Leaving the Scriptorium, we visit the peaceful Abbey garden. The garden has been laid out to closely resemble a medieval garden. Authenticity was the challenge met by garden historian, Sylvia Lands berg and head gardener, Graham Cox as they planned it. Only those plants that would have been contained in a medieval garden have been incorporated here in this garden. Most of the herbs are readily available today, however some of the species found here, are quite rare. The Cellarer's beds contain food and household plants which would have supplied the cellarium, where food preparation took place. The Abbot's Herber with herbaceous plants has a medieval servatorium (or fish pond) in the centre. Cadfael's Physic Garden gives a fascinating insight into how herbalists used a herbarium and physic garden to fill the medicinal needs of their community. Here you will smell the heady scents of lavender, rosemary and sage. The herbalist's vast knowledge of the more sinister uses of plants is intriguing. Deadly monk's hood and henbane sink their villainous roots amongst plants, more beneficial to humanity, such as the soothing chamomile and the hairy comfrey plants. Next to his garden sits Cadfael's workshop, where one finds the utensils he would use to mix his mysterious concoctions, along with his lotions and potions, all sitting as if ready for the ancient monk to resume his work.

Our tour of The Shrewsbury Quest comes to an end in an old Queen Anne House. Here we find a re-creation of the study of Ellis Peters, where her vision and imagination produced the series of twenty Cadfael Chronicles. A restaurant in the same building serves up a variety of dishes reminiscent of medieval England.

A short walk across Abbey Foregate takes us to the ancient, red brick, Shrewsbury Abbey. Inside, the large cavernous building sunlight is shining through multicoloured, stained-glass windows. We wander past reclining marble figures, cold images of long-dead souls whose earthly remains are encased in the ancient marble sarcophagus below. Inscriptions carved in the stone, show that these people met their maker between the eleventh and the sixteenth-centuries. This building and its contents has stood here much the same as it was in those ancient times. From the sixteenth-century onward burials seem to have taken place either under the floors or in the walls of the Abbey. Well-worn stones tell the tales of those 'dear-departed' who lie eternally under the footsteps of those who pass through this Abbey. A visit to Shrewsbury Abbey and The Shrewsbury Quest is fascinating, not only to those detective buffs, but also anyone interested in history, gardening, printing, or just having a look at how monks hosted tourists who came to their door; be they monarchs, maidens, merchants or maybe even murderers.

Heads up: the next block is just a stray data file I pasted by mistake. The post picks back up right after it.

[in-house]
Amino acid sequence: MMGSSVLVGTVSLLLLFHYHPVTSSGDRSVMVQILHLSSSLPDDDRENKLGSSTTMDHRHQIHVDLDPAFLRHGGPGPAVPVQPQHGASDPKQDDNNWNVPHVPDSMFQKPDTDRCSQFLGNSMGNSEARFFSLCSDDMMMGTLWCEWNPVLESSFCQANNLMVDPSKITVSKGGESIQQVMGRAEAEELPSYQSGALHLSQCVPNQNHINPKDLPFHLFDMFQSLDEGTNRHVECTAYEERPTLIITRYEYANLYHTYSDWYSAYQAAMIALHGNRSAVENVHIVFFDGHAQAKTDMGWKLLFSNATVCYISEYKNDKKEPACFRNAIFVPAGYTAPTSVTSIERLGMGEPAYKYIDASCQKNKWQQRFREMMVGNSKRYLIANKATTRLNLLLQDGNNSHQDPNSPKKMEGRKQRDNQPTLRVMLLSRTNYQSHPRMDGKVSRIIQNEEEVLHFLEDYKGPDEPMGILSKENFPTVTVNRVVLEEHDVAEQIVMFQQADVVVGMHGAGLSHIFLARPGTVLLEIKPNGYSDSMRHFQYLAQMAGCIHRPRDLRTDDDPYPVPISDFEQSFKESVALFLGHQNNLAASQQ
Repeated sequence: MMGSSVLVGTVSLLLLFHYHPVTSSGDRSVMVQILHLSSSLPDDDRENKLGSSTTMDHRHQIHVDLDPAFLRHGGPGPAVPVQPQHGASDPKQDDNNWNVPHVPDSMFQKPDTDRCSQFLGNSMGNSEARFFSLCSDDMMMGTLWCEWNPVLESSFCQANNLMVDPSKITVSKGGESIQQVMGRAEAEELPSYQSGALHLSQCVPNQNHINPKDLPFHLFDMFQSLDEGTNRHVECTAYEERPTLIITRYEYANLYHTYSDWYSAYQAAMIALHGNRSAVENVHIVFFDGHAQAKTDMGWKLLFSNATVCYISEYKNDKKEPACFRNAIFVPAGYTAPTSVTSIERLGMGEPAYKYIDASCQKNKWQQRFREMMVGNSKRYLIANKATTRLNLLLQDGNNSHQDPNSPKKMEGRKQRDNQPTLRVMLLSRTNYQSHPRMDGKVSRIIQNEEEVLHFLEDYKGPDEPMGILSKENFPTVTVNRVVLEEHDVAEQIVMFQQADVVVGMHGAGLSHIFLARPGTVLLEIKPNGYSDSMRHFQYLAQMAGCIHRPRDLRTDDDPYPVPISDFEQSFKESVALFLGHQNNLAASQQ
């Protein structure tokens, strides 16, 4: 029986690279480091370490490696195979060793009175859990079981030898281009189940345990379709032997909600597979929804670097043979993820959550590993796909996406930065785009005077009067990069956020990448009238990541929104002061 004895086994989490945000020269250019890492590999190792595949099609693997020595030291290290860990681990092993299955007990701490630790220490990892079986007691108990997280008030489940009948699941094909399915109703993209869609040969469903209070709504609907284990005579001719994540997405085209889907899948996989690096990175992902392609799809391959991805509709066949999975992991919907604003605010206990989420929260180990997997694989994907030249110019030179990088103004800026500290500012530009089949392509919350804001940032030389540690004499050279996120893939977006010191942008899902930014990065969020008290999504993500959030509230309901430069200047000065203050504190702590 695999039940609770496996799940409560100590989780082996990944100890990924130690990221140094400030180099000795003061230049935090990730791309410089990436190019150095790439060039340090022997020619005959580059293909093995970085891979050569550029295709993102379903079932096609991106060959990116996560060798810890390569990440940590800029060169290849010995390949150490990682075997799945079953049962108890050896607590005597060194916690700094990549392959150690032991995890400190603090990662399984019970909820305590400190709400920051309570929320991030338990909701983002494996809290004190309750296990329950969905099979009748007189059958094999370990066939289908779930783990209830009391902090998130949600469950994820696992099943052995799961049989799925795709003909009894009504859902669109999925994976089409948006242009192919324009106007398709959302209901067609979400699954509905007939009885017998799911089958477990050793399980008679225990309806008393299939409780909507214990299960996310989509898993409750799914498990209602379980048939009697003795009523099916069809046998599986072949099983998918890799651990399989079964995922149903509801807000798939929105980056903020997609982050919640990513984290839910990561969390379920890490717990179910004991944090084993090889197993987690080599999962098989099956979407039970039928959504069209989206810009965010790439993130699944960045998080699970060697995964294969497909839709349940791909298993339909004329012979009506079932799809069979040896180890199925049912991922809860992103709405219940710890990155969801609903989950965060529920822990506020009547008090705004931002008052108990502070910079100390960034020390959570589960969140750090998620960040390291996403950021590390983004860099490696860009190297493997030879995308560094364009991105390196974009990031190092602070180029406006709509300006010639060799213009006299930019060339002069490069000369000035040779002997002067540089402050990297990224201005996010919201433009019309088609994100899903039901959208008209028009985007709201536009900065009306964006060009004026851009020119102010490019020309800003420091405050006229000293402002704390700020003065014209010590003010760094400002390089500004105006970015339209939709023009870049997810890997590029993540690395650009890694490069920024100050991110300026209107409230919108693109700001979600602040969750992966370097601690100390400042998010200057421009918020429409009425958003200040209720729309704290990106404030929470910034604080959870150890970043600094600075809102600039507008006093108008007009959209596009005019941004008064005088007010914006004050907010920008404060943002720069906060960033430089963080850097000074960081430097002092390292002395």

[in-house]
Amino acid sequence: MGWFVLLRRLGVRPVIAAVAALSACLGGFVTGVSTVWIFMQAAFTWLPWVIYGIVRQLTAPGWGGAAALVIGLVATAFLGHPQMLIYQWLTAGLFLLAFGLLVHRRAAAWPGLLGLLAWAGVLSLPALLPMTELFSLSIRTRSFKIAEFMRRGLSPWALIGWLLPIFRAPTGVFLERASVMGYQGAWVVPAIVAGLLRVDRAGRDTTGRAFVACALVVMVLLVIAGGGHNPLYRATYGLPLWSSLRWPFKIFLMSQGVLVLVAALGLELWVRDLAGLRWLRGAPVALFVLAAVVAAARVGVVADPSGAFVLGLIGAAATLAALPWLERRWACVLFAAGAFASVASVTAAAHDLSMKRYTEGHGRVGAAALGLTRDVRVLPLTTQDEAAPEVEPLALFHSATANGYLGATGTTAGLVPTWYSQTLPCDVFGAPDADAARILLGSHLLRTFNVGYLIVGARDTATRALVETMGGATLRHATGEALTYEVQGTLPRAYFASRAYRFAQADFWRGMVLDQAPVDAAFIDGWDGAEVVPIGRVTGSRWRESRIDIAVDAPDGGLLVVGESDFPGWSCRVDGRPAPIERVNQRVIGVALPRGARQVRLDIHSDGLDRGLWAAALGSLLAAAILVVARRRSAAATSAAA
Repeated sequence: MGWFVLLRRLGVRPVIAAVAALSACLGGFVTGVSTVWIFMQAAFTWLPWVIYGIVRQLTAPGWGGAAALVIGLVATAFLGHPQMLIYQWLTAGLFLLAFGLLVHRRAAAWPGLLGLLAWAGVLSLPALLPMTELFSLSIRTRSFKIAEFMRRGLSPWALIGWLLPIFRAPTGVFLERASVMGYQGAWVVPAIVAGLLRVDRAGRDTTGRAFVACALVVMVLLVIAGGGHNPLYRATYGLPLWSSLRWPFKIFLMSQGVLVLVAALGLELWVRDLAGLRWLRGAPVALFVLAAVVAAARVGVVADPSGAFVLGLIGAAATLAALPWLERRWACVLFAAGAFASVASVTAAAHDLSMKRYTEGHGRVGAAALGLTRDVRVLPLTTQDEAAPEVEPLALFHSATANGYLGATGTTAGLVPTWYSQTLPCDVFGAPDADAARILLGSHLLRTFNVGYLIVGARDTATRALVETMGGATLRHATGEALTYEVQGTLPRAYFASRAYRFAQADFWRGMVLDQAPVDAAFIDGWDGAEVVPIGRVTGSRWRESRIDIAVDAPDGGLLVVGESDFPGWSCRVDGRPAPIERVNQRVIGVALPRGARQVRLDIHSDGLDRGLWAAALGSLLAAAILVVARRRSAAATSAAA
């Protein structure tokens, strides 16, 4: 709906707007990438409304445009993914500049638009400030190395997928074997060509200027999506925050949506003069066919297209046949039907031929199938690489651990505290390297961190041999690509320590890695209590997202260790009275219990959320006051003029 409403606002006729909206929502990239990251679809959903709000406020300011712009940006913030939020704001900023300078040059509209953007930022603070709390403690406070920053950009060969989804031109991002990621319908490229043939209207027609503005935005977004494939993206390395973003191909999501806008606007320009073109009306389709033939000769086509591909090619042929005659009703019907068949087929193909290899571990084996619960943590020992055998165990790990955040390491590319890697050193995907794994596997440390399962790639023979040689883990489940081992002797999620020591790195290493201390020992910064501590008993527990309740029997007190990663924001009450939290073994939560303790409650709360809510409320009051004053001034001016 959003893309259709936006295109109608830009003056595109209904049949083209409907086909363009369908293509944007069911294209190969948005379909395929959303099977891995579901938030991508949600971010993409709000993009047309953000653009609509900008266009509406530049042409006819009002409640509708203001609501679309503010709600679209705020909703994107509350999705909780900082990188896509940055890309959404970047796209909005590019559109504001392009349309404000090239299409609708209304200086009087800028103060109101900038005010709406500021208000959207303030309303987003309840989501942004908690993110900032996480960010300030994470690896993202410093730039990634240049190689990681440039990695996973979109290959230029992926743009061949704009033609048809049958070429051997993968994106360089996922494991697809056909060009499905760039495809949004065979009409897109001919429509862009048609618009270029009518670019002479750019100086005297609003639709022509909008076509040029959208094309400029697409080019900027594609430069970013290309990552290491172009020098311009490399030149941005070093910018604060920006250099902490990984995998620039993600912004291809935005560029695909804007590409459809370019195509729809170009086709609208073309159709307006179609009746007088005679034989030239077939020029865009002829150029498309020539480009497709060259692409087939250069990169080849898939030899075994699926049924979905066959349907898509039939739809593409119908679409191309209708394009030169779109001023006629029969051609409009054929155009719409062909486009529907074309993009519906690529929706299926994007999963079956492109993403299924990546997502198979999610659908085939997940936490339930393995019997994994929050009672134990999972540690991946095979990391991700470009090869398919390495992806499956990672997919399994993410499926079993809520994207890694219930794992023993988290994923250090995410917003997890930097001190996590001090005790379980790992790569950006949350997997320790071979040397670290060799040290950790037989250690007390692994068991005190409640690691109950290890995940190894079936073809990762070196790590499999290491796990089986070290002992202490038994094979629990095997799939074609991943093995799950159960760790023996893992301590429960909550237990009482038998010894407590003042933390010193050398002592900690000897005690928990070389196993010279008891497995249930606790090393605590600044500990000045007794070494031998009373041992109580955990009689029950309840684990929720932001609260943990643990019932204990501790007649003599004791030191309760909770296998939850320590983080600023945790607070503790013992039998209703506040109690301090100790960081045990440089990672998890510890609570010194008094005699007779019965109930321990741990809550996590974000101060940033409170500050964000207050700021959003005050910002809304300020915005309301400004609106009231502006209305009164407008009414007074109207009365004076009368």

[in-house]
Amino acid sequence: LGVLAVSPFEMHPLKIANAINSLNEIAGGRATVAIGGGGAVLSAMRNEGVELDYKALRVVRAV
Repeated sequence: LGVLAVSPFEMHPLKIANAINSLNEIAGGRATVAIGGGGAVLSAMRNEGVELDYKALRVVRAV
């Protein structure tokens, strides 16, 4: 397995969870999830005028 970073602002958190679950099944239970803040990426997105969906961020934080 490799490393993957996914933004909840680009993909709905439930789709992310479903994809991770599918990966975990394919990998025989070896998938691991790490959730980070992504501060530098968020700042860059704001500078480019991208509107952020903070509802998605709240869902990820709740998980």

By M. Maxine George


* It has come to my attention that unfortunately the Shrewsbury Quest has been closed due to financial difficulties.  The Shrewsbury Abbey is still there and open to the public.  May I recommend that those visiting the area might consider visiting The Iron Bridge.  This excellent attraction has many features offering visitors many interesting things to see and do.

For further information contact: The Shrewsbury Abbey

The British Tourist Authority

5915 Airport Road, Ste. 120,

Mississauga, Ontario, Canada L4V 1T1

Tel: (905)405-1840 Fax: (905) 405-1835

Or

The Shrewsbury Quest,

Abbey Foregate, Shrewsbury, Shropshire, England SY26AH

Tel: 44 (0) 1743-366-355 Fax: 44 (0) 1743-244-342


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Last Updated on November 08, 2008 by M. Maxine George editor.  © 2003 Magic Carpet Journals. All rights reserved